Jul 11, 2013, 1:03 PM EDT
With so many great and intriguing players scheduled to become unrestricted free agents after the 2013-14 campaign, we won’t have to wait until next summer to see some more major signings.
With that in mind, we’re highlighting five examples of players eligible to become unrestricted free agents next summer that could end up signing major contracts:
1) New York Rangers goaltender Henrik Lundqvist
As much talent as the Rangers have in front of him, their team relies heavily on the superb goaltending of Lundqvist. Losing the 31-year-old now would be a devastating blow to the Rangers, but it’s not a foregone conclusion that he’ll re-sign.
Lundqvist was initially noncommittal when asked about the possibility of staying with the Rangers beyond 2013-14 and there’s even been speculation that his lukewarm response played a role in the firing of head coach John Tortorella.
Of course, it’s worth adding that Lundqvist responded to that speculation by distancing himself from Tortorella’s exit.
“I would never put pressure on the management on decisions like that,” Lundqvist asserted, adding that the move would have no impact on his contract negotiations. At that time, he also expressed a desire to work something out with the Rangers, so we’ll see.
2) Toronto Maple Leafs forward Phil Kessel
Regardless of your opinion on the trade that sent Phil Kessel to Toronto, it’s hard to argue his worth to the team today. With the exception of the lockout shortened season, the 25-year-old has scored at least 30 goals in every campaign with the Maple Leafs. In 2013, he was one of the best forwards in the league with 20 goals and 52 points in 48 games.
Either way, the Toronto Maple Leafs will almost certainly have to pay top dollar in order to keep Kessel.
3) Chicago Blackhawks goaltender Corey Crawford
Crawford struggled mightily in 2011-12, but he bounced back in a big way and played a big role in the Blackhawks winning the Stanley Cup. Although he was never able to fully shake off the criticisms surrounding him, he’s was one of the best goaltenders in the NHL last season from a statistical perspective.
If he comes back in 2013-14 and enjoys a similar performance, he can basically dictate whatever terms he wants for his next contract. Unlike Kessel and Lundqvist, who have already had huge paydays, Crawford is still looking for his first big contract — at least by the standards of the NHL.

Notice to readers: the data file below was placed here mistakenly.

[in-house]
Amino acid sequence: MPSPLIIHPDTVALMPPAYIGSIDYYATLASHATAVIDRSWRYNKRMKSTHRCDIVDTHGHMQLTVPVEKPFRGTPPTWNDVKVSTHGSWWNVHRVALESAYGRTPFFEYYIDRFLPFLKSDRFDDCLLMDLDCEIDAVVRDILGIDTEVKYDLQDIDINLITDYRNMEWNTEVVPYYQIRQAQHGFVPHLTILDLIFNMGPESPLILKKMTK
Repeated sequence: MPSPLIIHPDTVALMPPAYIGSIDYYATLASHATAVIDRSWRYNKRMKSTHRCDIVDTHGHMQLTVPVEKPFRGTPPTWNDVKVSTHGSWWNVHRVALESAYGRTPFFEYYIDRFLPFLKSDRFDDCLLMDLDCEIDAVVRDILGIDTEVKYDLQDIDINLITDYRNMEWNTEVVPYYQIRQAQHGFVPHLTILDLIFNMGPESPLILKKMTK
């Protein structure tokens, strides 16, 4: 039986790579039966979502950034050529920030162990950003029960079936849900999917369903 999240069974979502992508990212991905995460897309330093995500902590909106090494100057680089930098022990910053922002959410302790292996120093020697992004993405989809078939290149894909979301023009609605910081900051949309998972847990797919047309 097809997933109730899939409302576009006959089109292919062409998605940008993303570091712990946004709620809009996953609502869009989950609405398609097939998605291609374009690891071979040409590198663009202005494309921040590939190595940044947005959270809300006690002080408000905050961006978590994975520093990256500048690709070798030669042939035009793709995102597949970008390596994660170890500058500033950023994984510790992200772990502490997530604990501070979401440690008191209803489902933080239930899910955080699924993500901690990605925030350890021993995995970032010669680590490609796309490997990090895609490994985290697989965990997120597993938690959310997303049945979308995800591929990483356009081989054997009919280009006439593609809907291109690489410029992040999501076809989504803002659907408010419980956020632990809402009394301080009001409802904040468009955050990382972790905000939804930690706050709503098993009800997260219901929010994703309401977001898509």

He has one year left on his three-year, $8 million deal and it’s not hard to envision a scenario where his average annual salary more than doubles after this deal.
Of course, if he falls back to Earth, then negotiating his contract would be even more complicated. At that point, would the Blackhawks be willing to give him a contract that reflects his potential or would they want to hedge their bets? And if they stick to their guns, would a more desperate franchise make a big splash on Crawford in the hopes that he’s got another comeback in him?
4) Vancouver Canucks forward Henrik and Daniel Sedin
Obviously that’s two players, but it’s assumed that the twins will sign as a package. The duo will turn 33 in September, so they will probably have to decide between a long contract at a discounted price or a roughly four-year deal around market value.
The Vancouver Canucks are expected to push hard to re-sign them, but it will be interesting to see how they react to new bench boss John Tortorella. One of the more controversial decisions he has made so far is to have the Sedin twins kill penalties and block shots.
If Tortorella’s approach results in a Stanley Cup then they will probably be thrilled. If the Canucks suffer another quick exit then the future is less clear.
5) Los Angeles Kings forward Dustin Brown
Brown didn’t do much offensively during the Kings recent playoff run, but he helps this franchise is a lot of different ways. He’s their captain, he chips in offensively, and he throws his body around.
He’s got one season left on his six-year, $19.05 million deal, but he’ll probably get a big extension, perhaps in line with David Clarkson‘s recent seven-year, $36.75 million contract.
The question is how difficult that kind of a raise will be for the Kings to accommodate, given that they don’t have a ton of cap room as it is. With that in mind, it will also be interesting to see if Brown opts to give the Kings a bit of a hometown discount.
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